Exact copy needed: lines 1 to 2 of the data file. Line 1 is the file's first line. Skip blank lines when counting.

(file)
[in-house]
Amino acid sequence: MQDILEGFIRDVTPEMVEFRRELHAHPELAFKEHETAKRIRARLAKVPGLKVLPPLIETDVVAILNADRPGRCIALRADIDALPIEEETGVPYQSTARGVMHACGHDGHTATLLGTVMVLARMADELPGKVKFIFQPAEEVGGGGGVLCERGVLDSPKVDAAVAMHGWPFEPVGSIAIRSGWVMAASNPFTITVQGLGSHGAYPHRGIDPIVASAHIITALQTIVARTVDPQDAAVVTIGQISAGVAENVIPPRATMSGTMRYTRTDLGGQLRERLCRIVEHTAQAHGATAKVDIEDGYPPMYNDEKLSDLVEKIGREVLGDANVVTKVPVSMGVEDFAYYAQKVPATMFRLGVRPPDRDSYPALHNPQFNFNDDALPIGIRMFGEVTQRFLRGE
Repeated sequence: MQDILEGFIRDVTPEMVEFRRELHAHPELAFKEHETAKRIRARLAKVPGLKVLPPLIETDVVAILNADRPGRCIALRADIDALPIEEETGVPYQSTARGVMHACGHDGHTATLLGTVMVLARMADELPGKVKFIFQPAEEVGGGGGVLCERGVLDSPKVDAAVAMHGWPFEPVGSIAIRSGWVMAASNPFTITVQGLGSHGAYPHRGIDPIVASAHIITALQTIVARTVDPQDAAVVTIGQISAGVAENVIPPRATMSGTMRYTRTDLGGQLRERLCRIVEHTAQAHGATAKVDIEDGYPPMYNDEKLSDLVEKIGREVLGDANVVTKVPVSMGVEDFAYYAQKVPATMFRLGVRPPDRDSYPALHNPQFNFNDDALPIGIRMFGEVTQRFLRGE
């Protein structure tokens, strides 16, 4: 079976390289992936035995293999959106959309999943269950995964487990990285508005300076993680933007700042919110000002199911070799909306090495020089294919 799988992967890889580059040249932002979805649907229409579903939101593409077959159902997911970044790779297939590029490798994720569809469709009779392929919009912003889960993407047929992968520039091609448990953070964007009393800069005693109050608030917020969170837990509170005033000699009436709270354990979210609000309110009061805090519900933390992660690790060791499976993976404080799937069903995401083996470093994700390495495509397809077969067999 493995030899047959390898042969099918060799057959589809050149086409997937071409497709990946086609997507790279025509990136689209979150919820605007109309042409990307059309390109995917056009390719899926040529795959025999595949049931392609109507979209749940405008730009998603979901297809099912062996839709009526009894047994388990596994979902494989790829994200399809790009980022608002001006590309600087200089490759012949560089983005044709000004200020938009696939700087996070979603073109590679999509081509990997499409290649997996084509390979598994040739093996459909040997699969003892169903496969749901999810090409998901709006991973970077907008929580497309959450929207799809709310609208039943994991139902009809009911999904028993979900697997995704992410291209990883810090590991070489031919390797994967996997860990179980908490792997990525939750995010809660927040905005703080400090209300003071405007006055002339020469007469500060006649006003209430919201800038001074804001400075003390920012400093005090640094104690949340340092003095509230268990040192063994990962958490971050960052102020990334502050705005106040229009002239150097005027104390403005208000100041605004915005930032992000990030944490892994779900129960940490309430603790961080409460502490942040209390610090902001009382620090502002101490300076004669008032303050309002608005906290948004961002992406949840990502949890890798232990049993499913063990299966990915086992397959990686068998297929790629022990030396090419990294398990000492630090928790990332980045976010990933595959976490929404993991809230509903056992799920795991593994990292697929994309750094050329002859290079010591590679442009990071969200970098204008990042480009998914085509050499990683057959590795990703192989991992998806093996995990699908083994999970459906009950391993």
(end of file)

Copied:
[in-house]
Amino acid sequence: MQDILEGFIRDVTPEMVEFRRELHAHPELAFKEHETAKRIRARLAKVPGLKVLPPLIETDVVAILNADRPGRCIALRADIDALPIEEETGVPYQSTARGVMHACGHDGHTATLLGTVMVLARMADELPGKVKFIFQPAEEVGGGGGVLCERGVLDSPKVDAAVAMHGWPFEPVGSIAIRSGWVMAASNPFTITVQGLGSHGAYPHRGIDPIVASAHIITALQTIVARTVDPQDAAVVTIGQISAGVAENVIPPRATMSGTMRYTRTDLGGQLRERLCRIVEHTAQAHGATAKVDIEDGYPPMYNDEKLSDLVEKIGREVLGDANVVTKVPVSMGVEDFAYYAQKVPATMFRLGVRPPDRDSYPALHNPQFNFNDDALPIGIRMFGEVTQRFLRGE